At least a dozen other runners passed me. Things were looking bleak. But I vowed that I was going to tough it out and finish the race -- partially as training for Western States, but more importantly, to add some miles to my Strava Massive May challenge in order to take the lead!

Out of sheer desperation I popped a 12-hour Aleve and ate as many bananas as my stomach would allow. I figured pain killers and potassium might help with the cramps. And it did! Suddenly the cramping went away and I was able to run again. It was getting hot and the course was getting hilly. While other runners were already walking the hills just a couple hours into the race, I was able to attack the hills with (relatively) fresh legs.

Back from the dead!

I started passing people. Lots of people! I caught up and passed teammate Mark Tanaka and buddy Chris Eide on the climb up Mine Hill. And then I caught up to teammate Dan Decker just before the 50K aid station. Things were feeling great. I tried to get in and out of the aid station as quickly as possible, since this is where I dropped the last time I attempted the Quicksilver 50 Mile back in 2011.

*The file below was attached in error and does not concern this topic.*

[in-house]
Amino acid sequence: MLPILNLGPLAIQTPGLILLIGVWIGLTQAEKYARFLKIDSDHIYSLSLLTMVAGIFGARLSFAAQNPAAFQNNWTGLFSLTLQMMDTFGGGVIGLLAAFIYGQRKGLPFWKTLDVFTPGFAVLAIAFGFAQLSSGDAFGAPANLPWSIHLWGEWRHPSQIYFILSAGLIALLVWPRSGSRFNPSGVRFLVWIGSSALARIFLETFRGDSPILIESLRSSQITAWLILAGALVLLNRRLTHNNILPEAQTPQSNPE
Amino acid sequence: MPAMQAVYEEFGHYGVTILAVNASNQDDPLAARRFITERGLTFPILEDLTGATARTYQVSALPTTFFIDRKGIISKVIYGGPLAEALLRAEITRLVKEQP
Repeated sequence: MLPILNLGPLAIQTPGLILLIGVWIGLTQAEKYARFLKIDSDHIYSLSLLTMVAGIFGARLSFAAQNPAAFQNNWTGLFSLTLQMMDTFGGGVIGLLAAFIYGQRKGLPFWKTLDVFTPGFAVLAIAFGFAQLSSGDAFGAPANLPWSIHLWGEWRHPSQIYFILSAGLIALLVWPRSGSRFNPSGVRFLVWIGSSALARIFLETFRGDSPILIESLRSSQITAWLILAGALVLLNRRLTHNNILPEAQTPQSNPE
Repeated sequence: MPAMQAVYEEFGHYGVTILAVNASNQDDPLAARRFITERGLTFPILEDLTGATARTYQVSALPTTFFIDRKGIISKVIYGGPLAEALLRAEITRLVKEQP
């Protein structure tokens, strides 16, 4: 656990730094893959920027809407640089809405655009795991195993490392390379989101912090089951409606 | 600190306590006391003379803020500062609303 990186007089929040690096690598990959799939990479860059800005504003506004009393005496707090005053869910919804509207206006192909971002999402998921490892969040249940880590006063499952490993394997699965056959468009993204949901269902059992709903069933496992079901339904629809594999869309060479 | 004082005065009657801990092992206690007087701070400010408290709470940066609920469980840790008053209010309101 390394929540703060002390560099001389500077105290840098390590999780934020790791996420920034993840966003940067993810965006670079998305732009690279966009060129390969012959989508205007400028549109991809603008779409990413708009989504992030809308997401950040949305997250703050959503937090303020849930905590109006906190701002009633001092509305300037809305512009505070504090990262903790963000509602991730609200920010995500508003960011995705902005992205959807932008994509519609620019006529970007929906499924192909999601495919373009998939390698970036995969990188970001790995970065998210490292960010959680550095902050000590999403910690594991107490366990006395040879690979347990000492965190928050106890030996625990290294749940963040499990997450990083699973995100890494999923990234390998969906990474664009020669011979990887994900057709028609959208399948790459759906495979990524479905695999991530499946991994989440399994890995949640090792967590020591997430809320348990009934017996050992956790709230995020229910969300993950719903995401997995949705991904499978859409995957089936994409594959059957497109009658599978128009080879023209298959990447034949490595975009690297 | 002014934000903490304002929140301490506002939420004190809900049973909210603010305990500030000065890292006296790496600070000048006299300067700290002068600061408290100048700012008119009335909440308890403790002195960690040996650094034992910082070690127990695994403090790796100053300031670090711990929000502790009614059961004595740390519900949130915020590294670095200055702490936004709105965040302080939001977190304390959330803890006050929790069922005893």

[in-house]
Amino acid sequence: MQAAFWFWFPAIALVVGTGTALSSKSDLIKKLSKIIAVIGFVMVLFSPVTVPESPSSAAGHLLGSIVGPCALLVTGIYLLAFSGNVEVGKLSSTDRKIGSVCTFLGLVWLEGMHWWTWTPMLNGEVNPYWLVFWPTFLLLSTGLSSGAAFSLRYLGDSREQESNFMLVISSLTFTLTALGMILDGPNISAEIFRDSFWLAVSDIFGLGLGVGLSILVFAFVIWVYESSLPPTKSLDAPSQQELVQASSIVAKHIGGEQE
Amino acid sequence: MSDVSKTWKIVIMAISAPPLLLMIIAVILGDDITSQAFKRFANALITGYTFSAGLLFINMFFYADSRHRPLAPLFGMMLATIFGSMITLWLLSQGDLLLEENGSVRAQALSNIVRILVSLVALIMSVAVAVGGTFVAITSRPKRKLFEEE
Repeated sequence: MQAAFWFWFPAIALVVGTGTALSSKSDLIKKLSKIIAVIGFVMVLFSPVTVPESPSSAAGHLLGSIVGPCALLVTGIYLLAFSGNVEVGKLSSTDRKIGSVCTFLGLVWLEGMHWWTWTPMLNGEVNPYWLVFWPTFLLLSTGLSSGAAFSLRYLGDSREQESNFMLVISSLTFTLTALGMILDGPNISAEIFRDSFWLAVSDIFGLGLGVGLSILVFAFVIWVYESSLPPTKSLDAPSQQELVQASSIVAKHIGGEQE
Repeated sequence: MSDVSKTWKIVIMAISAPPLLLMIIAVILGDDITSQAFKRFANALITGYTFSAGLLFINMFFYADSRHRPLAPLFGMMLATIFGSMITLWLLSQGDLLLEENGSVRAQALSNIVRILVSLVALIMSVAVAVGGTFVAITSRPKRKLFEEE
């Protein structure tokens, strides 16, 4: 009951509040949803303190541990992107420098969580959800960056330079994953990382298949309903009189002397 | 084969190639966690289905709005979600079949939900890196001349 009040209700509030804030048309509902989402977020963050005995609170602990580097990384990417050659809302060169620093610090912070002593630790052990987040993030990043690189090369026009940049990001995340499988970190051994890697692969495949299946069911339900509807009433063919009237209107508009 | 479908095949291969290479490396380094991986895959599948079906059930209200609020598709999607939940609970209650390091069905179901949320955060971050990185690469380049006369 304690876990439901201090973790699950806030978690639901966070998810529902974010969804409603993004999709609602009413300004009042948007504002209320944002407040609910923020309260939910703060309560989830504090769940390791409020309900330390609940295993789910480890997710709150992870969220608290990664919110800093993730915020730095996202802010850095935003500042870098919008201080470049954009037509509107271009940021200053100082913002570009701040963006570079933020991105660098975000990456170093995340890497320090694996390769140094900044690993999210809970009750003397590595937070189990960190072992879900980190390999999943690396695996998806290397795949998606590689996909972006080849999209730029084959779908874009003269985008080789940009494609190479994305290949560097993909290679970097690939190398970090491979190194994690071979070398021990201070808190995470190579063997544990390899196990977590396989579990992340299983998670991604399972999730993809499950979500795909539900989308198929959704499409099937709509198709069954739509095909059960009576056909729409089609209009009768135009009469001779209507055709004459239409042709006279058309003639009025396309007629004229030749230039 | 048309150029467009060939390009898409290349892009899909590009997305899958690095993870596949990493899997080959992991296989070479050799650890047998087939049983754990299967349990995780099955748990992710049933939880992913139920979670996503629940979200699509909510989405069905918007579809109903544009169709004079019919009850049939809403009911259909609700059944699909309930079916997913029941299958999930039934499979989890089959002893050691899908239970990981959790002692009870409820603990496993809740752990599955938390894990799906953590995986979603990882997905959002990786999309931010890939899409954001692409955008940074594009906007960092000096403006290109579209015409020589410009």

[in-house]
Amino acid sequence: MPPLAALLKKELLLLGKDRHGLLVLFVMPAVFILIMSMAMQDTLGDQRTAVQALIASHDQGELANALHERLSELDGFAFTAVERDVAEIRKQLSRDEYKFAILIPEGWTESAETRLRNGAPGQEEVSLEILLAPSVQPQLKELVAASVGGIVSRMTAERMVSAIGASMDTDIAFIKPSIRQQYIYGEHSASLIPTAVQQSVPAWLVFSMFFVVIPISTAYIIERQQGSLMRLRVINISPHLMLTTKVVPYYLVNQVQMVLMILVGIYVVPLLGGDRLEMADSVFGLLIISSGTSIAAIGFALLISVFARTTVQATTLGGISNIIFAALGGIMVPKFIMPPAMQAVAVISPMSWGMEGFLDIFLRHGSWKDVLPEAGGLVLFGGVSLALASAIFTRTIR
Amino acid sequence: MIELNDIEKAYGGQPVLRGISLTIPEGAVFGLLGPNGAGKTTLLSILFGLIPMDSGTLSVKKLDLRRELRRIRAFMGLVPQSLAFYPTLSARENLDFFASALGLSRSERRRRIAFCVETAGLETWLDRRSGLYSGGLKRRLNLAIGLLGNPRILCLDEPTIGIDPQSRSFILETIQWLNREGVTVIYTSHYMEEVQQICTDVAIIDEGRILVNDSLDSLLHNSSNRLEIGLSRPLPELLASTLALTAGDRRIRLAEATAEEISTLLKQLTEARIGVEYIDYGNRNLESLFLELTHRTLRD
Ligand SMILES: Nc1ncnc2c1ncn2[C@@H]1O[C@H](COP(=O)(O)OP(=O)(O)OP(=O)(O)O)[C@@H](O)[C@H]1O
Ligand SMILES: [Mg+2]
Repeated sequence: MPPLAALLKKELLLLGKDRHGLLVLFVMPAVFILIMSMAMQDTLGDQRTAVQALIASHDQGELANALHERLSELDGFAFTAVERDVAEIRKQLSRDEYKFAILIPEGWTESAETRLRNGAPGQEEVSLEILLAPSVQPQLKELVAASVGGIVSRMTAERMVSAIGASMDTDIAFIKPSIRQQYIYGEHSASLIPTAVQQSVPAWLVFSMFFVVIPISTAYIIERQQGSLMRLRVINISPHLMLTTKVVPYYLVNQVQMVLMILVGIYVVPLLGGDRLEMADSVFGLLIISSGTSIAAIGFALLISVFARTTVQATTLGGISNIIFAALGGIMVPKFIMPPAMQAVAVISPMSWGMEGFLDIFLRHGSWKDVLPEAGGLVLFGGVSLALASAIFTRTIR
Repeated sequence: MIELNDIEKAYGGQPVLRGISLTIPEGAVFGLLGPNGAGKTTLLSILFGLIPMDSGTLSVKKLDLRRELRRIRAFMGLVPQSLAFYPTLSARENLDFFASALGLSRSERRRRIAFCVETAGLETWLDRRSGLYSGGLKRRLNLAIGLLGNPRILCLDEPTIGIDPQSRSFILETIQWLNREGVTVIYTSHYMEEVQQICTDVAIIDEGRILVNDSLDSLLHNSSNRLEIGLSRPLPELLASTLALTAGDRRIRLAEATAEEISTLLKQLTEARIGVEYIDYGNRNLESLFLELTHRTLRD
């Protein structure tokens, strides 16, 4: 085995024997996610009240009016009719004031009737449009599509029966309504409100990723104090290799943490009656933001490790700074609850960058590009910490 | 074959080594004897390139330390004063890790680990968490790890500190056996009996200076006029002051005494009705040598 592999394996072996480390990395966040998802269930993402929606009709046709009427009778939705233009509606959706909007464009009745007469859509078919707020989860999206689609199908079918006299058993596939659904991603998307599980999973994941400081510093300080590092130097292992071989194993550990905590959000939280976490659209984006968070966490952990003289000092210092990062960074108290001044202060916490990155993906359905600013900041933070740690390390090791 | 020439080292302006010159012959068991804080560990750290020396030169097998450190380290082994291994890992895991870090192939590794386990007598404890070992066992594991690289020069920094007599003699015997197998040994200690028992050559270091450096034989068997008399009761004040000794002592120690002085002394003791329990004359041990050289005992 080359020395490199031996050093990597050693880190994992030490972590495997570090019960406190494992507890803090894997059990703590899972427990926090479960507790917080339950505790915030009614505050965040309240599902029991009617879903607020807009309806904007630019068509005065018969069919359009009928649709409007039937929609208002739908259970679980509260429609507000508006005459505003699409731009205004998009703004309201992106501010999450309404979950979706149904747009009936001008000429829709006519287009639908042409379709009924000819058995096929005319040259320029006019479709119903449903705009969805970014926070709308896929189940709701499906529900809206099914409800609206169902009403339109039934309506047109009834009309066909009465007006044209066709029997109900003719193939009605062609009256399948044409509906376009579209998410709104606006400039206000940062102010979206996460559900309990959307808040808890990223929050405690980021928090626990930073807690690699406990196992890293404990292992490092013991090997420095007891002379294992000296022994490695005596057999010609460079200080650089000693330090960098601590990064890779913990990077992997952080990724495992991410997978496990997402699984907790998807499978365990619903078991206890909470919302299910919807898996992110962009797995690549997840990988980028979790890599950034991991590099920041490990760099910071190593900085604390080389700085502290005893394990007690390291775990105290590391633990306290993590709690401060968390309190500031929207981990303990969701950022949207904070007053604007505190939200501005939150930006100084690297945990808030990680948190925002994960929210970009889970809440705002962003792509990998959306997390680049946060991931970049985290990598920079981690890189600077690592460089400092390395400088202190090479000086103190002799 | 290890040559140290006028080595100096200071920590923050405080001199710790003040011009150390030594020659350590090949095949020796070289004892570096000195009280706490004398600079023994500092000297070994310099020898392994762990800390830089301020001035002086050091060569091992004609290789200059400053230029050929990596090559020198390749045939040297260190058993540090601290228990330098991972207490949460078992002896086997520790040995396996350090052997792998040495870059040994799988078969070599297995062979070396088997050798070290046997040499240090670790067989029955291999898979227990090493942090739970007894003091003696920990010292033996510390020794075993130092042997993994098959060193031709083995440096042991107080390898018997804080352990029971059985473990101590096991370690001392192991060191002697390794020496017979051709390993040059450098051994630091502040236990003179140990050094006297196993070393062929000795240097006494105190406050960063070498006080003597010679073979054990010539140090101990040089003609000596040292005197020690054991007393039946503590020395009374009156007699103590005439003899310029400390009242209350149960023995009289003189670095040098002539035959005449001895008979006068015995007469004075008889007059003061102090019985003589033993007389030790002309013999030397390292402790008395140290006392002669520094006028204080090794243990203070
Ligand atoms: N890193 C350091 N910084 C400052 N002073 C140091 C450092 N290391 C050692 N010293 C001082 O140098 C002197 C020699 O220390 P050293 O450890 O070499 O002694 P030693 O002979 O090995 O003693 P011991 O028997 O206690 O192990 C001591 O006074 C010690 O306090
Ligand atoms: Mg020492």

Things were still feeling reasonably well as I headed out into the next section of the course -- the section with the really steep hills. I decided to power hike the hills instead of running to conserve energy. It proved to be a wise move as the temperatures were moving up into the high 80's.

As I ran into the Hicks/Wood's Road aid station I saw my wife Amy and my son John Paul, which lifted my spirits. The aid station was being run by Quicksilver teammates Scott Laberge and Clare Abram. And while I was too out of it to appreciate it at the time, they had painstakingly decorated the aid station to look like a vintage auto garage. Pretty cool!

 I suffered through the next 4 mile uphill section to the turn around, where I got to see all other runners in front of me making their way back including race-leader Chikara Omine and teammate Jean Pommier in third place (Jean would later move up and finish in 2nd). I was surprised to see that I had moved all the way up into 8th place!

The Finish

Fueled by encourage (and an orange popsicle) from teammate Andy Benkert at the Sierra Azul aid station turnaround I picked up the pace and caught another runner on the way down the mountain. I breezed through the Hicks/Woods Road aid station happy to see Amy and John Paul again, and set off to cruise the last 4 or 5 miles to the finish line.

I felt great and pushed the pace a bit on this last section of the course, running all the hills (including a couple of steep ones). I momentarily had dreams of trying to sprint in under 8 hours, but I came up a bit short and finished just a couple of minutes over in 8 hours and 2 minutes for 7th place overall. A fine effort to cap a 120 mile week!

No comments: